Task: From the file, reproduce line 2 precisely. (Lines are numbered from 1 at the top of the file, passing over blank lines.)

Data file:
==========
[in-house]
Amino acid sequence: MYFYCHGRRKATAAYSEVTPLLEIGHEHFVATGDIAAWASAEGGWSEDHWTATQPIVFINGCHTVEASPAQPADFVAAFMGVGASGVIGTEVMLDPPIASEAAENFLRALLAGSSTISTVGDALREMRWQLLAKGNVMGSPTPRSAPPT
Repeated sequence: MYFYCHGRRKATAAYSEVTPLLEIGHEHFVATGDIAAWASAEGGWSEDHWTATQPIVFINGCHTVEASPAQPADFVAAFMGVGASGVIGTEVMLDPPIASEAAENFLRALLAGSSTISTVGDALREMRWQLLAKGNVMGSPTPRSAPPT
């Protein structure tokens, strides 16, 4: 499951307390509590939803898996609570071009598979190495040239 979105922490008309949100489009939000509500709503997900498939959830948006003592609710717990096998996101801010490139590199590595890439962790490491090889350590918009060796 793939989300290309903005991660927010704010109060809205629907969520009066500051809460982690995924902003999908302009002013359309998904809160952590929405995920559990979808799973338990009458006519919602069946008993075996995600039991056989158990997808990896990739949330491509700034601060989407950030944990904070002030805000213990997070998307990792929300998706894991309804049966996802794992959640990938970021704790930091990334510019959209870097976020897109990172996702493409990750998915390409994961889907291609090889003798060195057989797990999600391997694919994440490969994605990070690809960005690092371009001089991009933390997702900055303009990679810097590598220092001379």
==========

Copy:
Amino acid sequence: MYFYCHGRRKATAAYSEVTPLLEIGHEHFVATGDIAAWASAEGGWSEDHWTATQPIVFINGCHTVEASPAQPADFVAAFMGVGASGVIGTEVMLDPPIASEAAENFLRALLAGSSTISTVGDALREMRWQLLAKGNVMGSPTPRSAPPT